The story is told from the point of view of an unnamed young Irish Catholic boy living in a poor area of Derry. This novel-in-stories is about both the boy's coming of age and the Troubles of Northern Ireland, from the partition of the island in the early 1920s until July 1971, just after the violent Battle of the Bogside took place in Derry. The setting mirrors mid-twentieth century Derry leading into the Troubles. While the narrator is surrounded with violence, chaos, and sectarian division, Derry serves as the place where he grows up, both physically and mentally. Despite the surrounding events, the narrator's tone never slips into complete despair, but maintains a sense of hope and humour throughout.
The main focus of the novel is the young narrator’s gradual uncovering of a family secret and the effect of this knowledge on him, and on members of his family. A quote in the frontispiece reads: The people were saying no two were e'er wed But one had a sorrow that never was said.
The book is divided into three main parts, of two chapters each. These chapters are further subdivided into a series of short stories in strict chronological order, anchored in time by month and year, with short precise titles such as "Feet";“Father”; “Mother”; and “Crazy Joe”. This structure provides the reader with telling glimpses of crucial events in the narrator’s life: the gloom of grinding poverty and injustice is relieved at times by hilarious and vivacious dialogue. There is a strong emphasis on the division between Catholics and Protestants and how it affected everyone. The power of the Church and the authority of police, atheism versus faith, the nature of courage, subjugation by various hierarchies, family loves and loyalties, the yearning for education, and the impact of economic hardship are central themes .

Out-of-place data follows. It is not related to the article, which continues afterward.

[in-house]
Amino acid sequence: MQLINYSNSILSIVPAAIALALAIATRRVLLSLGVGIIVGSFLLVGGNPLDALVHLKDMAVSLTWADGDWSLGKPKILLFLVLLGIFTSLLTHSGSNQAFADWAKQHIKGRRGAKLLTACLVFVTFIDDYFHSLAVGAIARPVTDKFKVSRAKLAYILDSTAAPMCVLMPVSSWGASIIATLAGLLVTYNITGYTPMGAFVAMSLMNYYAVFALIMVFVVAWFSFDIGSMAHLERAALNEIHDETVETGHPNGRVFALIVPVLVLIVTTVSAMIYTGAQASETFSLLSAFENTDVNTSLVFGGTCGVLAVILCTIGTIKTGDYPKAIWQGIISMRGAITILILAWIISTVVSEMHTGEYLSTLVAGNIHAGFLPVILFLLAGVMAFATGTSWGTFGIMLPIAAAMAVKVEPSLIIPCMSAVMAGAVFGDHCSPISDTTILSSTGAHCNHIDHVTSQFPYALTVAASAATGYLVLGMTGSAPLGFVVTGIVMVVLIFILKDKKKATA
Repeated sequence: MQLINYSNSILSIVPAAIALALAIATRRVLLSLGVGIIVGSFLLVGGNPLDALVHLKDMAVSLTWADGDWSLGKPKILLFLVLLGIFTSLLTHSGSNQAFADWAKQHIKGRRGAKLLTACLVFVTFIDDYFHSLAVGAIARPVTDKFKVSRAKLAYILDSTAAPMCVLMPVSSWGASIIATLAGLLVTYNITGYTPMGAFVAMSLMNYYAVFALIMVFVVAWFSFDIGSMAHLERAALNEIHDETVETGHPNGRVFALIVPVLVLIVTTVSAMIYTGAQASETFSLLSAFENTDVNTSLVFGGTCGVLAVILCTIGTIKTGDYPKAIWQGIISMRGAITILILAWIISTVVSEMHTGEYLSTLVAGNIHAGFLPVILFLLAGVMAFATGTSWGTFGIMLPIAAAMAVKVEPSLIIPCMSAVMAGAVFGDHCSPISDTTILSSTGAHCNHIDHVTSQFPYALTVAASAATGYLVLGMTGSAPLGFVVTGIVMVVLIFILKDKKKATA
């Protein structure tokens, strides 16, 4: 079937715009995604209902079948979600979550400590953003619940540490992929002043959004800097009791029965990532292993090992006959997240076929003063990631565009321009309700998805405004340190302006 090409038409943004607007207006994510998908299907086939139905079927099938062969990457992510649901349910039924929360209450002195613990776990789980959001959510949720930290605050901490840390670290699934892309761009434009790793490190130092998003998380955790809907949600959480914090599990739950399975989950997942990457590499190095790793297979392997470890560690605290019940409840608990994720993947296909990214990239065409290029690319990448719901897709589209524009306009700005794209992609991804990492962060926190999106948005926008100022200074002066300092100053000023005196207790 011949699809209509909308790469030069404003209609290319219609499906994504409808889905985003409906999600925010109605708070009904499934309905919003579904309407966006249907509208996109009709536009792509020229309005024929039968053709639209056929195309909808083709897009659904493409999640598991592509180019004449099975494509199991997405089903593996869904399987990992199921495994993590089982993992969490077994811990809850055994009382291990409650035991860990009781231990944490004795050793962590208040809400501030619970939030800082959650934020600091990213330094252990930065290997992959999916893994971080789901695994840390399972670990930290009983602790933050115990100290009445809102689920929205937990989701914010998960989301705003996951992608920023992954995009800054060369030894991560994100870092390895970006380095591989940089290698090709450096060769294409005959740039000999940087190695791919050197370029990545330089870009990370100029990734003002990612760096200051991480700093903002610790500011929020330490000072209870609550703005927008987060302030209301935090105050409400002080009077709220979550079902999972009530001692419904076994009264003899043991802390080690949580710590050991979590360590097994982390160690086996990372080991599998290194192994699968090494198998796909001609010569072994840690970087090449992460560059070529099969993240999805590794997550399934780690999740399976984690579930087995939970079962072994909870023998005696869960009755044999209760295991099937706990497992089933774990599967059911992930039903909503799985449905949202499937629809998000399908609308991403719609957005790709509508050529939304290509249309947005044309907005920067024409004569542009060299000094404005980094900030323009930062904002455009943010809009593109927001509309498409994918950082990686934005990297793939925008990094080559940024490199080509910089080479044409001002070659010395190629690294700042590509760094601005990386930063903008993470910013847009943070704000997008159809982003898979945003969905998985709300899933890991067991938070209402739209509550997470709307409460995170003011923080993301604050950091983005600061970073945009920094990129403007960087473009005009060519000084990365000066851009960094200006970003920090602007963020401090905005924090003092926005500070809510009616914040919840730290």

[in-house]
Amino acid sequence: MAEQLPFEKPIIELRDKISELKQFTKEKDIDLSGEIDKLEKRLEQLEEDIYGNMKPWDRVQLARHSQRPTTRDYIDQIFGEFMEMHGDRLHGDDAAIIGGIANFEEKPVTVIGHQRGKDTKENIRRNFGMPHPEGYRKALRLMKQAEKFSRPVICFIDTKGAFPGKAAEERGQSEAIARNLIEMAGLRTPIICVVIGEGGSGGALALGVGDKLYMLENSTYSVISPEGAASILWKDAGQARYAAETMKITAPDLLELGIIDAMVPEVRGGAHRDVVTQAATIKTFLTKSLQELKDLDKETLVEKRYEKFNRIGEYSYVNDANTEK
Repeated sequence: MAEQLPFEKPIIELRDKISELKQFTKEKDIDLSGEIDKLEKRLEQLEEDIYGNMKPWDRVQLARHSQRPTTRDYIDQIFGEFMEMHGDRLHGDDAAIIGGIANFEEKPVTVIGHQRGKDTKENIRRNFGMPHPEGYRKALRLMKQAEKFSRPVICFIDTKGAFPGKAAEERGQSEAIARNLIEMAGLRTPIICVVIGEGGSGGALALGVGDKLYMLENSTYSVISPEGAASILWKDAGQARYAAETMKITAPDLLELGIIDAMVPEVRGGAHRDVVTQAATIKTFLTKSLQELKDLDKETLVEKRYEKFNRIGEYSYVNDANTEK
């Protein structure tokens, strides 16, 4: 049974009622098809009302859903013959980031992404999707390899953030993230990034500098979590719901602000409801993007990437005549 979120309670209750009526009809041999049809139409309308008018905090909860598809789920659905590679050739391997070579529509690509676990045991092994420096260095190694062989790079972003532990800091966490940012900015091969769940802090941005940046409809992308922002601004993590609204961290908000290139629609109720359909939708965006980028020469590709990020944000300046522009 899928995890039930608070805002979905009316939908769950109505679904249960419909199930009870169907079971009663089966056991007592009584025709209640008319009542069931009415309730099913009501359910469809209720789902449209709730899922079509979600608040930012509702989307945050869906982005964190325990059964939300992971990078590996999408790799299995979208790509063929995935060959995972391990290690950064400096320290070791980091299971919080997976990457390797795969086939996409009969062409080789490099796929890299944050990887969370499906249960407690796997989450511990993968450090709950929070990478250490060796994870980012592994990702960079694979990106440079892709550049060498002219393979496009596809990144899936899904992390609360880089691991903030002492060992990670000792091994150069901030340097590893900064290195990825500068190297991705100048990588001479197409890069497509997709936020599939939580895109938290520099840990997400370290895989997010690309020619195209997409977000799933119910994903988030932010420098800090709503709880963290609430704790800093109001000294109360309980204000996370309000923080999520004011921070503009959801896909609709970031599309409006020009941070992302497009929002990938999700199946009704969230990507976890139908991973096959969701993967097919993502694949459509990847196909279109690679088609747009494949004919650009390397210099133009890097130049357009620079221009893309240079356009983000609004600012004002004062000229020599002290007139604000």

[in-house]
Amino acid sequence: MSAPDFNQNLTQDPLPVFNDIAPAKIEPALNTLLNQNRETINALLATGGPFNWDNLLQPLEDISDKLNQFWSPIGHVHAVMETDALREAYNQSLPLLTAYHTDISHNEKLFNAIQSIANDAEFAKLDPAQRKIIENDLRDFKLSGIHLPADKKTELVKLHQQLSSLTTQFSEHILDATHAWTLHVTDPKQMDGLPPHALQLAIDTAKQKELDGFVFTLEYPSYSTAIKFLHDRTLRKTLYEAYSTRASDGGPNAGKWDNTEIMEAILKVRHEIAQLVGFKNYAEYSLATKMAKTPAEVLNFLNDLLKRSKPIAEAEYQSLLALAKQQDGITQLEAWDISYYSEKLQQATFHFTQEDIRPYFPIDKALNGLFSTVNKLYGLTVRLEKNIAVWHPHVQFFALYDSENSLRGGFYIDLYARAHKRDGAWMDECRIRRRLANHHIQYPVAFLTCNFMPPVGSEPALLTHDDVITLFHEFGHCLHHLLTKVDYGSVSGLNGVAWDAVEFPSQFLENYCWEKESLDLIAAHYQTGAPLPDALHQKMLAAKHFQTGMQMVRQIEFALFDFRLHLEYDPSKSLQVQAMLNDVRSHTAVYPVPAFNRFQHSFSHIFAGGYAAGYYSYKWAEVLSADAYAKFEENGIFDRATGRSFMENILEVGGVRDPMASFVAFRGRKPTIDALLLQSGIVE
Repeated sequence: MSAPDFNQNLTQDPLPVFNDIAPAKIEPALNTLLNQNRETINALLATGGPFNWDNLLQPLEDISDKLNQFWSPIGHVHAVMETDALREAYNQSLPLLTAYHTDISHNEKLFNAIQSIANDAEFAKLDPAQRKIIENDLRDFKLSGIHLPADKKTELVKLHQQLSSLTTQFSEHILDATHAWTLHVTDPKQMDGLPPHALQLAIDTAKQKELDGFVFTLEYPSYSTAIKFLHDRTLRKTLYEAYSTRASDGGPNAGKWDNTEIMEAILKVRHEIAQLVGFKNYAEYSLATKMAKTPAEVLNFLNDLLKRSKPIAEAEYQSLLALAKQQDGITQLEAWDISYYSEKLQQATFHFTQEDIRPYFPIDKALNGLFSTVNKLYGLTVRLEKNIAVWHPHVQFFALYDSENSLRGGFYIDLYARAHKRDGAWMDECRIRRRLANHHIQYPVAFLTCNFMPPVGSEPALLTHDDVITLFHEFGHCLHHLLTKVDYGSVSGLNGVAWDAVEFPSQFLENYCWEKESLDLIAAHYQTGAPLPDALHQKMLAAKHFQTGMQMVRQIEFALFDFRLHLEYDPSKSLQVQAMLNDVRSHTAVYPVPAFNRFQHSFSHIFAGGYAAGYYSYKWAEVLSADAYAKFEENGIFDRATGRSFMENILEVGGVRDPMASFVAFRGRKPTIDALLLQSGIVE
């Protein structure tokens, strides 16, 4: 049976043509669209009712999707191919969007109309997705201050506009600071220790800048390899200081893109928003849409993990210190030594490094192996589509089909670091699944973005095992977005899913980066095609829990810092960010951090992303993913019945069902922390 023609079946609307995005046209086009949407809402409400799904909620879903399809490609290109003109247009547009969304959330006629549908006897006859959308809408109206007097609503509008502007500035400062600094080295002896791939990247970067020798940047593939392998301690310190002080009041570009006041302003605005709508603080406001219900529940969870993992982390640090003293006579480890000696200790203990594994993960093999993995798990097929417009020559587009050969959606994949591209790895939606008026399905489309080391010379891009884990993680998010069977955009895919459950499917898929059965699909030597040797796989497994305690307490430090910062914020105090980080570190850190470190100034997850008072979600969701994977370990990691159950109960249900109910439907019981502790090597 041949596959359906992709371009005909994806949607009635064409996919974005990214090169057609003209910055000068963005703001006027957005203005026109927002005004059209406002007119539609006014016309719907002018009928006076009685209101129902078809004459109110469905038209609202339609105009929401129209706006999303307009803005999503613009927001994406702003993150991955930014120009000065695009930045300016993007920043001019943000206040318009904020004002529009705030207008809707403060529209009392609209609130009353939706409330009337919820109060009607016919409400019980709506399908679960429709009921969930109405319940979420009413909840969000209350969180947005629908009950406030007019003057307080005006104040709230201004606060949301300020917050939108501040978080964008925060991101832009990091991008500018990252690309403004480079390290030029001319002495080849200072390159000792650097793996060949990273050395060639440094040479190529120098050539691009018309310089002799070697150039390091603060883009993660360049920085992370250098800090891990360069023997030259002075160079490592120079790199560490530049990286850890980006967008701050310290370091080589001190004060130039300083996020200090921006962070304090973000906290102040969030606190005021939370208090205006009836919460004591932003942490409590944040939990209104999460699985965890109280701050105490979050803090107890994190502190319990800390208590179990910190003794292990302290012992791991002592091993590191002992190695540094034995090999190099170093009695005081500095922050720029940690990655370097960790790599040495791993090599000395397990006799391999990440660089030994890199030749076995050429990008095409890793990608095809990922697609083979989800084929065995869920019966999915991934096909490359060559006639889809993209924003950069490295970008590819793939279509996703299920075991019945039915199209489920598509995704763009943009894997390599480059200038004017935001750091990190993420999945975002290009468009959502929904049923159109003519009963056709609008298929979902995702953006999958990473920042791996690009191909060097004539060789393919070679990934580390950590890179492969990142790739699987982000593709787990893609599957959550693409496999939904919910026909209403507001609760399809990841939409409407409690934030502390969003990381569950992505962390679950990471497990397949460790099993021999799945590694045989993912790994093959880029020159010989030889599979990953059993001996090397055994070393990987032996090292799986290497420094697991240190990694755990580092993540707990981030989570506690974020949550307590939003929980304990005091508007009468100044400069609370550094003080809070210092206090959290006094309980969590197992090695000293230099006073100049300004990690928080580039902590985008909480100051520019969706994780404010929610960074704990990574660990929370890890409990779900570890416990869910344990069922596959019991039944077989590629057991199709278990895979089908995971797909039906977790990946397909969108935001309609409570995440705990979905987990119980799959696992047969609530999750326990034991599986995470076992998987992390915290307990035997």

Seamus Deane has often been asked why "Reading in the Dark" was not called a memoir rather than a novel, because Deane's upbringing was almost identical to that of the main protagonist, but he usually avoids giving a straight answer, which raises the question for some readers about how much truth lies in fiction.